6. His role in Kobe relaxing his trade demand
Believe it or not, the Lakers were 25-11 when Bynum suffered his season-ending knee injury against Memphis in January, 2008. This was just a few months after the infamous parking lot video and Kobe’s request to be traded. A lot of the credit for that great start belonged to Bynum. In the 10 games prior to the injury, Bynum registered games of 24 points/11 rebounds, 28/12, 17/16, 23/13, and 25/17. After hitting the game-winning shot in overtime of their next game in Seattle, Kobe had the following exchange with John Ireland in the post-game interview:
Ireland: Does this mean something to you – you were able to win this game on the first day that Andrew is hurt, I know you feel bad for him, he’s watching back at home, what would you say to him?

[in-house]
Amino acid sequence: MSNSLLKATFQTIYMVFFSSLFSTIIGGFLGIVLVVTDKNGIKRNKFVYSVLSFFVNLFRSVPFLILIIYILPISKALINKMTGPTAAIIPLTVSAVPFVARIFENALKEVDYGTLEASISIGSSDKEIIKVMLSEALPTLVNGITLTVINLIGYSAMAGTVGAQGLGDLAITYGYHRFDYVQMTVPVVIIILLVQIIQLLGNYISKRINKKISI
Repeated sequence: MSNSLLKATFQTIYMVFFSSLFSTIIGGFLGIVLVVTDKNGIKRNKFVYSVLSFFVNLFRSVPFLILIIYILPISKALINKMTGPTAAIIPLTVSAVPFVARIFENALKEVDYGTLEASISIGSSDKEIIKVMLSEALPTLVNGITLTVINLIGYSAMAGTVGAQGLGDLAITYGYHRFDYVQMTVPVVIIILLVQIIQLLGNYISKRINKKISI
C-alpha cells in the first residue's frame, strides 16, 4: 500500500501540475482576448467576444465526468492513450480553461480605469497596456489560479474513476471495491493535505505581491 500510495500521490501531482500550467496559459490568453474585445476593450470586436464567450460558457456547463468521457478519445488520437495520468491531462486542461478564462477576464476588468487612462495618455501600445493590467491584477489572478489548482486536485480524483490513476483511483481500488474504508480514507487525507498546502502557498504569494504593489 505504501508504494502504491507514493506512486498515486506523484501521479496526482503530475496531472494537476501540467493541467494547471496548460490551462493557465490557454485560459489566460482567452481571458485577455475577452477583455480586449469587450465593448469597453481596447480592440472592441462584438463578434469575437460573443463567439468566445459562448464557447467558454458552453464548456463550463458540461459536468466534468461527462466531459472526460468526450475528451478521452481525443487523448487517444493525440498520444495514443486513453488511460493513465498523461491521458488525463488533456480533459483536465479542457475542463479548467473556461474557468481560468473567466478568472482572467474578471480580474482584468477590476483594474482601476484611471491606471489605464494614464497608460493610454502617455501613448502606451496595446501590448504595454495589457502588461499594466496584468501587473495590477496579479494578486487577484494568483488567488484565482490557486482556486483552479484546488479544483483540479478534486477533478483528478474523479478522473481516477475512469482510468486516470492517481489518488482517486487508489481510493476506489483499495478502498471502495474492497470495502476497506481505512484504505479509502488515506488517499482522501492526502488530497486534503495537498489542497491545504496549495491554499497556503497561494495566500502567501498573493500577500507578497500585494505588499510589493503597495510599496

Kobe: I just wish him all the best. He is a terrific, terrific player, and he just needs to take his time, get back heathy, we are a championship caliber team when he is in the lineup. So it’s important for him just get healthy, and come back strong.
Whoa, whoa, whoa. Stop the tape. Did Kobe just say what I thought he said?
It was a watershed moment. If it was true that Kobe wanted out because the team wasn’t any good, saying they were “a championship caliber team” with Bynum meant that perhaps he was having a change of heart.
Here’s what J.A. Adande wrote at the time:
Throughout their strong start to the season, Bryant was cautious with his praise, reserving judgment. While Lakers fans said, “See?!”, Bryant’s remarks were more wait-and-see. Now, halfway through the season, Bynum apparently has shown enough for Bryant to use the c-word. It makes you wonder if his eyes are no longer wandering, if he thinks the most realistic place to satisfy all of his wants and needs is his current address.”
In case you missed it, here is what Mitch Kupchak had to say about Bynum:
[lakersnation_player file=”http://youtu.be/_Z7OkA1j1GE” autostart=”false”]